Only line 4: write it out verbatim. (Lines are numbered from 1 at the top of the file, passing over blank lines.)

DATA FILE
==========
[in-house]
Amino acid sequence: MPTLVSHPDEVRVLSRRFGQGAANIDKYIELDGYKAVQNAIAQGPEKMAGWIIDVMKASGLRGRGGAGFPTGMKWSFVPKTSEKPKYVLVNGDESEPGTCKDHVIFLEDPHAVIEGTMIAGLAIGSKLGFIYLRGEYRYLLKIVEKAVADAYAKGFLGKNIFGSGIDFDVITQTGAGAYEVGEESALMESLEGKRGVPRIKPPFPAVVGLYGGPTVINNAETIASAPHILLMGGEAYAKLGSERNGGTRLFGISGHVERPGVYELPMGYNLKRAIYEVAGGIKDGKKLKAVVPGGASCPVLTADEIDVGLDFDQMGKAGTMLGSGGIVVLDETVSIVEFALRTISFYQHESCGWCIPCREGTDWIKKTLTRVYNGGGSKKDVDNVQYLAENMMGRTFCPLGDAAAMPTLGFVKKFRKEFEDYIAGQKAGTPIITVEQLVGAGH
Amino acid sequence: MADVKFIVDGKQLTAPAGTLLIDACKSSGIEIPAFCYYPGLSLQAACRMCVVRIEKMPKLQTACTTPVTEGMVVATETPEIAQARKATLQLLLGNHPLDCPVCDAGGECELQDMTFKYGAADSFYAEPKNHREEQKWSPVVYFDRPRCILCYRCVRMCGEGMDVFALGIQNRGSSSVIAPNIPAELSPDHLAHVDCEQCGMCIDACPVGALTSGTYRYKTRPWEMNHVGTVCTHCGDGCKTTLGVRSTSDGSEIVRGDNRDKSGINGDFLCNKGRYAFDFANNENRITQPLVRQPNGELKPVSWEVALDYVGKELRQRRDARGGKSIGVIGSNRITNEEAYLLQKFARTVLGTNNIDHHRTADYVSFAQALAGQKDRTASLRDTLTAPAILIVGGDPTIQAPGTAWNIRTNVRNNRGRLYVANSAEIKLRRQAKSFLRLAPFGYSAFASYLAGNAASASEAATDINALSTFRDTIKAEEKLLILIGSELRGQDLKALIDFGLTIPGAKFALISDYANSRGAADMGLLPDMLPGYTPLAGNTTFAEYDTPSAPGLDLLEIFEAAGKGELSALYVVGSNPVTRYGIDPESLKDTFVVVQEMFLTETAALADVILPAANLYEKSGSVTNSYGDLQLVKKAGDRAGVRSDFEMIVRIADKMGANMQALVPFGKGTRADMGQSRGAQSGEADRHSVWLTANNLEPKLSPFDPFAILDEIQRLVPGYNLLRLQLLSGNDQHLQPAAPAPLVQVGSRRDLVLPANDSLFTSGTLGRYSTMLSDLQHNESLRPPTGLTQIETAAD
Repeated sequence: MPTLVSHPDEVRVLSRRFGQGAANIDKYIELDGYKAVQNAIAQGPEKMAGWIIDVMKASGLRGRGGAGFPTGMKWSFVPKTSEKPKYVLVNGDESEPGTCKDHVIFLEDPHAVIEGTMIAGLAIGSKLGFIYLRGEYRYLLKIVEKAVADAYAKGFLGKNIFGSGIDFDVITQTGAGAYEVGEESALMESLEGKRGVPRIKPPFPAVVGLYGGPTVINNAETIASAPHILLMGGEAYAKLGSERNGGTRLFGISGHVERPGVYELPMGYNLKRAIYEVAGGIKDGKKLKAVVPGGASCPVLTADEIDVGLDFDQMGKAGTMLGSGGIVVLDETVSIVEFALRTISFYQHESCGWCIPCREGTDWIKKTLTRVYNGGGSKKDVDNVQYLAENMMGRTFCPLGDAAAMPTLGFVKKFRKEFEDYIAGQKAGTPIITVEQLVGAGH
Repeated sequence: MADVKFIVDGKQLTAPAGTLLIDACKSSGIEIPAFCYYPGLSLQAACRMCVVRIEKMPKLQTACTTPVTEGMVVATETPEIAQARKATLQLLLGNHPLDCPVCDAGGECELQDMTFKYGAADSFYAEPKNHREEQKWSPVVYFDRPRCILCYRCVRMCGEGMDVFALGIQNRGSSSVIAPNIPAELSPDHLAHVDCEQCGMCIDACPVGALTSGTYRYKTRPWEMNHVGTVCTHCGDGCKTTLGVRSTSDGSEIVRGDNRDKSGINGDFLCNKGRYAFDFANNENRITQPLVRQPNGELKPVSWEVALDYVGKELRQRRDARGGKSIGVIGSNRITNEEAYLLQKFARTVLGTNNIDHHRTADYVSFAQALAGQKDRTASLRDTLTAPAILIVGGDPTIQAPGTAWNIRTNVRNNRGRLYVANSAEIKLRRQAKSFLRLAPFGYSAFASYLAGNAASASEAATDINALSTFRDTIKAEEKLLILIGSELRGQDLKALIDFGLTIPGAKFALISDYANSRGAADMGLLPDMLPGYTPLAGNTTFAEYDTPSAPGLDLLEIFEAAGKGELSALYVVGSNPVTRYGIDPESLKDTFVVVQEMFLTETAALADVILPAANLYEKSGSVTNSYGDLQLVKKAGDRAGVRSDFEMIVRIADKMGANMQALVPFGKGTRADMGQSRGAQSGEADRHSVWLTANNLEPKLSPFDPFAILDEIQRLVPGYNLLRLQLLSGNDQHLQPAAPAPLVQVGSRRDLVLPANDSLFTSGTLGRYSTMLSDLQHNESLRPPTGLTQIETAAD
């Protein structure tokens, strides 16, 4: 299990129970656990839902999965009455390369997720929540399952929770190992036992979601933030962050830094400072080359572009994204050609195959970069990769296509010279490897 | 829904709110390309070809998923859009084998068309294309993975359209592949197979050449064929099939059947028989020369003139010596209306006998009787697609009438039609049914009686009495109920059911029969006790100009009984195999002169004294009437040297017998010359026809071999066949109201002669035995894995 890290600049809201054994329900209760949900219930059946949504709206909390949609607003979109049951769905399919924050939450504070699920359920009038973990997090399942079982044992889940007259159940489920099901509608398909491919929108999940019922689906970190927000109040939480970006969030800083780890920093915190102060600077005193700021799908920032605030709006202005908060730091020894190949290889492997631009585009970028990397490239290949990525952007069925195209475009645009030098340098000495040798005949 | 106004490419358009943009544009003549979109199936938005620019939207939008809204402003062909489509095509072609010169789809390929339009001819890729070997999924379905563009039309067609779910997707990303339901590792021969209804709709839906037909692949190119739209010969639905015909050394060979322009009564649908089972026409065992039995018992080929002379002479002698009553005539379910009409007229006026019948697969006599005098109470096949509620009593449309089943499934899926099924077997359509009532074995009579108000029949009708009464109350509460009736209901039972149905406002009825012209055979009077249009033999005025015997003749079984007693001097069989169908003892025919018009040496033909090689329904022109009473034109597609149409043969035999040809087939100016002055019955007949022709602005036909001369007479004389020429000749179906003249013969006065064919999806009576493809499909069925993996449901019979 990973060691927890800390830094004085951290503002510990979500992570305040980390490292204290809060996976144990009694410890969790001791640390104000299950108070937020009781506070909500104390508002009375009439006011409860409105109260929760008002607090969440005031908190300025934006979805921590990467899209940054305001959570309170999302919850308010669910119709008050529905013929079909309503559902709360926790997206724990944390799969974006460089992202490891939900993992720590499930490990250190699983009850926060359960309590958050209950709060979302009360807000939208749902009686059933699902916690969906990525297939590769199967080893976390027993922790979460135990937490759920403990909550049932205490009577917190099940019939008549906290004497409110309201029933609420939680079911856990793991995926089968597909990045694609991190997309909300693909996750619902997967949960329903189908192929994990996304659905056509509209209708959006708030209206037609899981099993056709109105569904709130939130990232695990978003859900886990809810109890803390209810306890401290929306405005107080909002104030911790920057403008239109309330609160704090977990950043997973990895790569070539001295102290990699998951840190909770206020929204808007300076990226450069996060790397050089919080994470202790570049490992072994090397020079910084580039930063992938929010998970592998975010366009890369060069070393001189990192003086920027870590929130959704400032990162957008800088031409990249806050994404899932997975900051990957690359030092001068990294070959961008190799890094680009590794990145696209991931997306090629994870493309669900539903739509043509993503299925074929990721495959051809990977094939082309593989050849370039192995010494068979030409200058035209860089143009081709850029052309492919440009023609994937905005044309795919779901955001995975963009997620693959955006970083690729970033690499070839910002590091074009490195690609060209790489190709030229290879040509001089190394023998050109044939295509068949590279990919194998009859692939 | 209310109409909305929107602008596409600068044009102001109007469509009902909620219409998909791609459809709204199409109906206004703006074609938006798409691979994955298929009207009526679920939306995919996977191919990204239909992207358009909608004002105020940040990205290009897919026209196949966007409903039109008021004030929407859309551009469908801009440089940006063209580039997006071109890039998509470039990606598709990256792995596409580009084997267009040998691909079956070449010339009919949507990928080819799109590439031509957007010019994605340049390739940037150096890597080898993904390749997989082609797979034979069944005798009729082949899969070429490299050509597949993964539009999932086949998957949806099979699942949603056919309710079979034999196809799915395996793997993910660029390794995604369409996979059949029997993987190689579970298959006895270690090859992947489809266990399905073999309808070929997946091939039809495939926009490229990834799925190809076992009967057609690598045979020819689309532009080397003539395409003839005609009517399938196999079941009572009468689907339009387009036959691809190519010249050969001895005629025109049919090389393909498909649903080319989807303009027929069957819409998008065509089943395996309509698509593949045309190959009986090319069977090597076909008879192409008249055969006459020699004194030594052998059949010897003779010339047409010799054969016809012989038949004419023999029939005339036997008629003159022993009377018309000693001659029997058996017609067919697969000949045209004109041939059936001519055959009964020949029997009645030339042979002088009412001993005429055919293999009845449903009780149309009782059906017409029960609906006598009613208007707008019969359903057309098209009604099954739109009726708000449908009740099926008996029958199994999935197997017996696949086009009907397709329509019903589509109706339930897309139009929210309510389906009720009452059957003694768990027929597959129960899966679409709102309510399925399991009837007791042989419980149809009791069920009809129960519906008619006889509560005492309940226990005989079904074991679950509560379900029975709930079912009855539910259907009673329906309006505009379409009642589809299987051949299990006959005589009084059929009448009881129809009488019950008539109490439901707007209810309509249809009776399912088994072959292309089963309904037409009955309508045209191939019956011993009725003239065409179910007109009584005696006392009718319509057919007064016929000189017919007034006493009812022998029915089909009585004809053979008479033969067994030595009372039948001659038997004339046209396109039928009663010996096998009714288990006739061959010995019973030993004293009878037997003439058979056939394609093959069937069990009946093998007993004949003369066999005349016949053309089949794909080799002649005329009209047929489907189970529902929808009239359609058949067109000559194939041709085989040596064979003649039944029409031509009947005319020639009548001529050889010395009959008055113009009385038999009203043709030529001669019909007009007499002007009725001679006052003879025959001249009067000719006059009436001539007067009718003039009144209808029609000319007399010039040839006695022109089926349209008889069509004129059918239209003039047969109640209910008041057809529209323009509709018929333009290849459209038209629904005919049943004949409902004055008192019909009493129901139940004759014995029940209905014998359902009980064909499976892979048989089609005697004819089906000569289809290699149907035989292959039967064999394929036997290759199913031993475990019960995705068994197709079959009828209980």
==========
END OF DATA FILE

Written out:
Repeated sequence: MPTLVSHPDEVRVLSRRFGQGAANIDKYIELDGYKAVQNAIAQGPEKMAGWIIDVMKASGLRGRGGAGFPTGMKWSFVPKTSEKPKYVLVNGDESEPGTCKDHVIFLEDPHAVIEGTMIAGLAIGSKLGFIYLRGEYRYLLKIVEKAVADAYAKGFLGKNIFGSGIDFDVITQTGAGAYEVGEESALMESLEGKRGVPRIKPPFPAVVGLYGGPTVINNAETIASAPHILLMGGEAYAKLGSERNGGTRLFGISGHVERPGVYELPMGYNLKRAIYEVAGGIKDGKKLKAVVPGGASCPVLTADEIDVGLDFDQMGKAGTMLGSGGIVVLDETVSIVEFALRTISFYQHESCGWCIPCREGTDWIKKTLTRVYNGGGSKKDVDNVQYLAENMMGRTFCPLGDAAAMPTLGFVKKFRKEFEDYIAGQKAGTPIITVEQLVGAGH